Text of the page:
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Loyalty toliquor, love and family. These key post-Prohibition-era,and American tenets flavor James Markert’s “The Angels’ Share,” The novel, which released Jan. 17, is a story of fathers and sons, of young romance, of revenge and redemption and the mystery of miracles.

The intriguing chemistry of whiskey aging,which Market encountered on a tour ofKentucky’s Jim Beam bourbon distillery, prompted him to write this novel.

“The tour guide told us the wonderfully thick aroma we noticed upon entering the rick house—hints of fruit, aged wood, vanilla, caramel, butterscotch and more–was called “the angels’ share.”

The guideexplained that when bourbon ages, the rise and fall of temperatures pullswhiskey in and out of the charred wood barrels in which it’s held, naturally flavoring the liquid. Some of that liquid evaporates and permeates the air. This is the distillery’s offering to the angels. In turn, the angels keep the distillery free of fire.

“I knew then and there I wanted to write a novel called ‘The Angels’ Share,’” said Markert

Markert, who holds a history degree from the University of Louisville, did his “homework” before writing the novel, visitingmore distilleries along Kentucky’s famed Bourbon Trail, including the Buffalo Trace Distillery in Frankfort, and Woodford Reserve Distillery in Versailles. The nation’s spirited history also included the Whiskey Trail, which runs through Tennessee, Kentucky and Virginia and ties into whiskey-related historic landmarks in Maryland, New York and Pennsylvania.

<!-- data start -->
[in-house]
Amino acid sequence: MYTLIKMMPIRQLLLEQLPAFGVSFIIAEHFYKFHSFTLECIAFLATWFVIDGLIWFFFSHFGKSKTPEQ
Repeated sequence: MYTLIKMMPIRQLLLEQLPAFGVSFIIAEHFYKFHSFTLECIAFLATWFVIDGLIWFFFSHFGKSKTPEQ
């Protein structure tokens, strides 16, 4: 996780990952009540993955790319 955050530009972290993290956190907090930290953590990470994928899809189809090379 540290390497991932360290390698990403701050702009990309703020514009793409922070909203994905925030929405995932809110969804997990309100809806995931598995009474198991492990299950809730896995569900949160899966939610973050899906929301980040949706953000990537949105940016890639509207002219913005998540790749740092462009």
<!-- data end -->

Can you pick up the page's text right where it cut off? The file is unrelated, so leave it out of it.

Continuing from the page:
“Twist my arm, but I visited about ten distilleries, and imagined what they looked like and smelled like back in time. That research is ongoing,” said Markert.

About the Book

In the thick of the Great Depression, William McFee, the oldest son of the McFee family is the latest in generations of distillery owners in Twisted Tree, Kentucky, working with his parents to revive the business.

Unwanted publicity surrounds the distillery and family, when the gravesite of a drifter, recently buried beside the distillery, draws crowds of people who have heard about mystique and wonder at the gravesite.

About the Author

James Markert lives with his wife and two children in Louisville, Kentucky. He has a history degree from the University of Louisville and won an IPPY Award for “The Requiem Rose,” which was later published as “A White Wind Blew,” James is also a USPTA tennis pro. Learn more at jamesmarkertbooks.com

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